ST. PETERSBURG -- According to manager Joe Maddon, Carl Crawford's rare combination of speed and power is about as unique as the career milestone he reached against the Rangers on Tuesday night.
The 29-year-old left fielder hit his 100th career triple, becoming just the 24th player since 1871 to attain the milestone in a season he began at the age of 28 and the first to do it since Stan Musial in 1949.
Crawford, the only active player with 100 three-base hits, joined Ty Cobb and George Davis as the only players in Major League history to have 100 triples and 400 steals through their age-28 season.
On top of that, he is just one home run shy of 100 for his career, and his 14 this season put him just one behind third baseman Evan Longoria, known much more for his power hitting than Crawford.
"It's a combination of speed and power. You've got to be able to put a ball in the gap, and you've got to be able to run," Maddon said. "It's a great accomplishment. It's so rare, so unique, and that does speak to that combination. Carl really is unique in that regard. He's unique in today's game in how he's able to incorporate so many tools."
Maddon said that Crawford "smells" triples like few others do. Whereas most might knock a ball into the gap aiming for a double and hoping for three bases, Crawford has a tendency to aim for the triple as soon as the ball comes off his bat.
Crawford is leading the American League in triples this season, with eight. If he holds that lead, it will mark the fourth time in his career he has topped the league in the category. Only eight players have ever led their league in triples at least four times.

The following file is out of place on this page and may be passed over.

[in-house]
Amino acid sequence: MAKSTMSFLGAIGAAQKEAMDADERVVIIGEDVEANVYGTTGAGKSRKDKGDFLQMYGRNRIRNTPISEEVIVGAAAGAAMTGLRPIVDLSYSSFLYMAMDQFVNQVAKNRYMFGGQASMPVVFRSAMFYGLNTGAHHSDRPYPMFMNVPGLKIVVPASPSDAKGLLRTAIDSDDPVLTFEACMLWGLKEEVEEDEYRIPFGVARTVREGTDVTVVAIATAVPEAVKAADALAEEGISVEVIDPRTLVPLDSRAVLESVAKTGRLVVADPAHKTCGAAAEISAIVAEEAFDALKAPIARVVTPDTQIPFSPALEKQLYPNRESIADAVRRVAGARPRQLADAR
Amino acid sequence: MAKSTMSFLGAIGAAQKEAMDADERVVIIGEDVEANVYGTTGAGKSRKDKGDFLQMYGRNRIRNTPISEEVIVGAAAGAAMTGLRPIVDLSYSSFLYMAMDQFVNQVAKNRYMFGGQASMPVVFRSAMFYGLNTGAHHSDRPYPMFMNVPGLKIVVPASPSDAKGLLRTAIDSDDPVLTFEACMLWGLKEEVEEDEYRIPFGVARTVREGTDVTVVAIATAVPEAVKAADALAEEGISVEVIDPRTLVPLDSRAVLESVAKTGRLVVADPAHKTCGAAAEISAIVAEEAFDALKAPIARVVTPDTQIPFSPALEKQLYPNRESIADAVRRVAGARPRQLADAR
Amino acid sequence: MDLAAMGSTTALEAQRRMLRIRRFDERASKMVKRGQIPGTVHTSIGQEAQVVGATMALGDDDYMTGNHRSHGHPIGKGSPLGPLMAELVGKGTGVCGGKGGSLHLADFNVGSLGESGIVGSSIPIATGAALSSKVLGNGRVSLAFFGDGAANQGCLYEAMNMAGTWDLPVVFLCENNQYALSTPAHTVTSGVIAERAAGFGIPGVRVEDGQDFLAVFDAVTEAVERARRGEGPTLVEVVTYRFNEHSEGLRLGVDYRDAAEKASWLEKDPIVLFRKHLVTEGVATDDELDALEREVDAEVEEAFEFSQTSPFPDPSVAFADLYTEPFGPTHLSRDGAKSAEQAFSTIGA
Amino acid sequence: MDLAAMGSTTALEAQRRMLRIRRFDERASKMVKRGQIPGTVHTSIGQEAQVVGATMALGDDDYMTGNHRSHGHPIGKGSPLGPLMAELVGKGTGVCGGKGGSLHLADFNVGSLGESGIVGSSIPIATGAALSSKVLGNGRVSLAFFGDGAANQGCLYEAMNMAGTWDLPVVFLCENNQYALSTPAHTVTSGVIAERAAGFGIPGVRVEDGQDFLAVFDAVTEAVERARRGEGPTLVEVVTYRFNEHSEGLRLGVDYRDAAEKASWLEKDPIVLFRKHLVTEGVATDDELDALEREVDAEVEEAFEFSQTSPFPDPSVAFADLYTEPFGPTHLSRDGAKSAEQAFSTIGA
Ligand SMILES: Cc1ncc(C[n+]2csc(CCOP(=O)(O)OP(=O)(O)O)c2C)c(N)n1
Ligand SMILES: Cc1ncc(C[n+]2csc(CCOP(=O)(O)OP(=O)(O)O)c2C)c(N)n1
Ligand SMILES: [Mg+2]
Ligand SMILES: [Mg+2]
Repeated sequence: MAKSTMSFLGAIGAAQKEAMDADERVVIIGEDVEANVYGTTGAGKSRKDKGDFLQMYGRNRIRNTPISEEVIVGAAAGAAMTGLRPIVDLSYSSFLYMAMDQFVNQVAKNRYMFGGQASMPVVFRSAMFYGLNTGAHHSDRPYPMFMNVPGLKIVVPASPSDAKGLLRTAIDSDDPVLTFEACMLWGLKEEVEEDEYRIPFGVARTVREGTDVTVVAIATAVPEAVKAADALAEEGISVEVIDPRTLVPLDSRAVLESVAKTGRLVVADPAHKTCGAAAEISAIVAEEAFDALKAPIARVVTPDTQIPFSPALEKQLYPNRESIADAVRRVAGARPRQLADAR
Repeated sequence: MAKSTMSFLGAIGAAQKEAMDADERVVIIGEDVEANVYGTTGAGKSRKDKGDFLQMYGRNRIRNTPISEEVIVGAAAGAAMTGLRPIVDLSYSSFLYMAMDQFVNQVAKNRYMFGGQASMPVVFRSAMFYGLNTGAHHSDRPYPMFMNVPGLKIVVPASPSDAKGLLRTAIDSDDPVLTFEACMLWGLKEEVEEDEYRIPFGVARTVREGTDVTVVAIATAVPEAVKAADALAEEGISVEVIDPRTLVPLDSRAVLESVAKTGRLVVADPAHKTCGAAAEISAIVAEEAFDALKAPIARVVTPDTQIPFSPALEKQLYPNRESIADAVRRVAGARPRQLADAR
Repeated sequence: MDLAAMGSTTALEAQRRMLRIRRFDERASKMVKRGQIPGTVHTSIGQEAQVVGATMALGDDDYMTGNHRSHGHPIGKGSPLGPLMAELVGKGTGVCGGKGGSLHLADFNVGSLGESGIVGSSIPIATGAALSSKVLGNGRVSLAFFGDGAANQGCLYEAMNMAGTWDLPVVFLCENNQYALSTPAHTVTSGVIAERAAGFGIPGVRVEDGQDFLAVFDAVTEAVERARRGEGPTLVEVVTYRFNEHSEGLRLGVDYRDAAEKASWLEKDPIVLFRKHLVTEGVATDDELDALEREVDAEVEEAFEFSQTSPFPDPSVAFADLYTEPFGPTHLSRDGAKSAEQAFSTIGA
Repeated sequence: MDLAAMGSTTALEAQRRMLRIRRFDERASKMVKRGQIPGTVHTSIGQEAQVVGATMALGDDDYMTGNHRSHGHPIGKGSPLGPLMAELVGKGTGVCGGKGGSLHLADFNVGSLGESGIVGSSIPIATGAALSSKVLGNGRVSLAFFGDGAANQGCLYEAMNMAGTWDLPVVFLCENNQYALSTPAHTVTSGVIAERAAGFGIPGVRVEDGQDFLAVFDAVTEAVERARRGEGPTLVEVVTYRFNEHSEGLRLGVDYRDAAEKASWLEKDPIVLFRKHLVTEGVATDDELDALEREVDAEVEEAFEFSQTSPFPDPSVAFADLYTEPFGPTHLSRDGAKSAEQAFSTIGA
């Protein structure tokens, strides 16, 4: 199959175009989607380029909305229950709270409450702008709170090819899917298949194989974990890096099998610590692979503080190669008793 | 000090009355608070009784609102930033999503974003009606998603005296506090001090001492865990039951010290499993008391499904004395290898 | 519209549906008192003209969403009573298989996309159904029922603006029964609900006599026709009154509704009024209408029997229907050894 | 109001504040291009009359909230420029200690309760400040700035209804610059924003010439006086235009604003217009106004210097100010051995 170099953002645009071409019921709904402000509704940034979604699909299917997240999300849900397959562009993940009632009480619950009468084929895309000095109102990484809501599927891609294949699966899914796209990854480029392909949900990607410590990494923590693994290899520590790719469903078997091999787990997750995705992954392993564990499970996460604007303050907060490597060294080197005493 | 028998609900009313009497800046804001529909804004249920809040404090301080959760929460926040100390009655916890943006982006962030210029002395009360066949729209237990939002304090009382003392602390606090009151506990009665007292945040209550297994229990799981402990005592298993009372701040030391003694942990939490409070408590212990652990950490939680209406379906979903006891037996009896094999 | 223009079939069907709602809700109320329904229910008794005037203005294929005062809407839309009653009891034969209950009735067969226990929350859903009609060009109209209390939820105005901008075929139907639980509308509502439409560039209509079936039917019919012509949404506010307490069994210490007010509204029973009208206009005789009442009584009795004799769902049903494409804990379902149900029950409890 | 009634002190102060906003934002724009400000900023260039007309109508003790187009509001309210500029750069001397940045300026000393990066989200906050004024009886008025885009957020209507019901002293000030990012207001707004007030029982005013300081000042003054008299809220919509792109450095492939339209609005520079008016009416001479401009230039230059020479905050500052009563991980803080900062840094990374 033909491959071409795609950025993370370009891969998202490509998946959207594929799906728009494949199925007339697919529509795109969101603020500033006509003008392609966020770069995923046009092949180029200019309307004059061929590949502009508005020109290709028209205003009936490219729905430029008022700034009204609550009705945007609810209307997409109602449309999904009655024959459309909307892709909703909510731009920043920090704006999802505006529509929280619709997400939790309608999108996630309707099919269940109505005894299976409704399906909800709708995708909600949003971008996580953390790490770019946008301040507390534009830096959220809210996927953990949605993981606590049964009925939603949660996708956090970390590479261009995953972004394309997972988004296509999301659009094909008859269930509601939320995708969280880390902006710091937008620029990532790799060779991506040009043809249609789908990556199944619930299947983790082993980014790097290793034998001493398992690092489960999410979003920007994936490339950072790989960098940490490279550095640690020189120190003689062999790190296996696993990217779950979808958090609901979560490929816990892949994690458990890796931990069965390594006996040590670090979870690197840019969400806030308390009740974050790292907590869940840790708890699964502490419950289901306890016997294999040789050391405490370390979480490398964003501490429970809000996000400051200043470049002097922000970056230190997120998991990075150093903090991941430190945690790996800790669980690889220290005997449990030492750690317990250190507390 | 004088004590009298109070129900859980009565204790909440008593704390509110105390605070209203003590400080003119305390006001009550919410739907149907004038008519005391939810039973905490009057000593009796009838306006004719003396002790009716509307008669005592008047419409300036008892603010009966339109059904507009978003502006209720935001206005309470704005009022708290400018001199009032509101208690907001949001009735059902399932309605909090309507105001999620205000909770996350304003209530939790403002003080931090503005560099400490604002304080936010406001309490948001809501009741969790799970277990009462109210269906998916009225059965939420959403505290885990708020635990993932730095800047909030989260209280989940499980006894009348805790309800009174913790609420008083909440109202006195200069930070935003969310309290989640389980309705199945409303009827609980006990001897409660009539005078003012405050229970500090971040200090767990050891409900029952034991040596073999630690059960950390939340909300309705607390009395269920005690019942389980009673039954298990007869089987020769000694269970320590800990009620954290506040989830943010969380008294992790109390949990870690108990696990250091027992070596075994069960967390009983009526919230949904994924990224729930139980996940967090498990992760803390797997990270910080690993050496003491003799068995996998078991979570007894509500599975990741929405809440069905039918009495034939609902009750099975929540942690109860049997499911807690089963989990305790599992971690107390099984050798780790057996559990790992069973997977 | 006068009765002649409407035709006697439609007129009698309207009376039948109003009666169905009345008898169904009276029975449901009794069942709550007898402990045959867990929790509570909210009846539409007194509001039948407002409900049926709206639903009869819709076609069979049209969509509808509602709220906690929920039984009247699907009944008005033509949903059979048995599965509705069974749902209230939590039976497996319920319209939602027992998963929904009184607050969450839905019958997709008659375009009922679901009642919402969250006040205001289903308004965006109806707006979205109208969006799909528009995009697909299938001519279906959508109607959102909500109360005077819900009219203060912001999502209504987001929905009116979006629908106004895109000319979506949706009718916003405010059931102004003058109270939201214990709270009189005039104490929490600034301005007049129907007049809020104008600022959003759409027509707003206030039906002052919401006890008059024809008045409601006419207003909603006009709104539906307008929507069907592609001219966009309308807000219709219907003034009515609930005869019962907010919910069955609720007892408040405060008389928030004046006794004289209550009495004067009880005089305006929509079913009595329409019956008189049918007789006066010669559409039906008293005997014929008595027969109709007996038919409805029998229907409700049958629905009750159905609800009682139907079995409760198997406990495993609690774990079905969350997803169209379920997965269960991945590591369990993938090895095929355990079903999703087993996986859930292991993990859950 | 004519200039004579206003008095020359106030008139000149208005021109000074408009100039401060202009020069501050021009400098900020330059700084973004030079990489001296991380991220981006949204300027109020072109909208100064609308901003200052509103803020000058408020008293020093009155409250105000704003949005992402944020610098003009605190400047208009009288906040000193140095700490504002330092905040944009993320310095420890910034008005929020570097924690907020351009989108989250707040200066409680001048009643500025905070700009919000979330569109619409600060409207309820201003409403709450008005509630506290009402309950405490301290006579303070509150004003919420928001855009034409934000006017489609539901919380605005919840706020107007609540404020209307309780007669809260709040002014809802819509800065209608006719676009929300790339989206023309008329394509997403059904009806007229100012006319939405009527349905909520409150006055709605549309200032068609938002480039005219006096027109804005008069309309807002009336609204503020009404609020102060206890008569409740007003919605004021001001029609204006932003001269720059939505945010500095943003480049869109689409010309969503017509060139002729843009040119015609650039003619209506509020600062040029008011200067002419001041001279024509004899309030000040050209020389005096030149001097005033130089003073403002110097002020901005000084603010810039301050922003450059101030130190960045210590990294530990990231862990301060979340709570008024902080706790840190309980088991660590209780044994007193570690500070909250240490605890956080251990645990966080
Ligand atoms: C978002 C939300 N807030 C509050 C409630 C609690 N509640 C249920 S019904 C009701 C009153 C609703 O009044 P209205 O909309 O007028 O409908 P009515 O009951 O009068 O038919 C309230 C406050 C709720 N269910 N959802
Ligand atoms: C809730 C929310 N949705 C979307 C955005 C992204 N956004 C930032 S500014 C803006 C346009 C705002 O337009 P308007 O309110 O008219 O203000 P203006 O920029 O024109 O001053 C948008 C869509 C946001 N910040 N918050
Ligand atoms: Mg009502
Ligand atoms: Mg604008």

After reaching his milestone on Tuesday night, Crawford remained humble about his accomplishments.
"It's nice to be in the company of guys with such names as that. It's something that I didn't set out for, but I'm happy I was able to achieve it," Crawford said. "Whenever you can reach a round number, a milestone like that, it's always nice. I'm really grateful to be able to do things like that."
Maddon, on the other hand, didn't hesitate to heap praise on his All-Star.
"It's still an incredible accomplishment, everything that he's done to this point," Maddon said. "And he's so young, and the thing is, he's becoming a better baseball player on a daily basis. All this stuff is not going to go away. He takes great care of himself. He works very hard. Offseason, in-season, he's a preparer. I'm very happy for him. I thought it was great."
Niemann, Davis remain on track for returns
ST. PETERSBURG -- Jeff Niemann and Wade Davis continued their rehab work by throwing bullpen sessions before Wednesday's game, and manager Joe Maddon said the two right-handers did "real well."
Both starters, who are recovering from right shoulder strains that have had them on the disabled list since the first week of August, remain on track to return on back-to-back days against the Angels.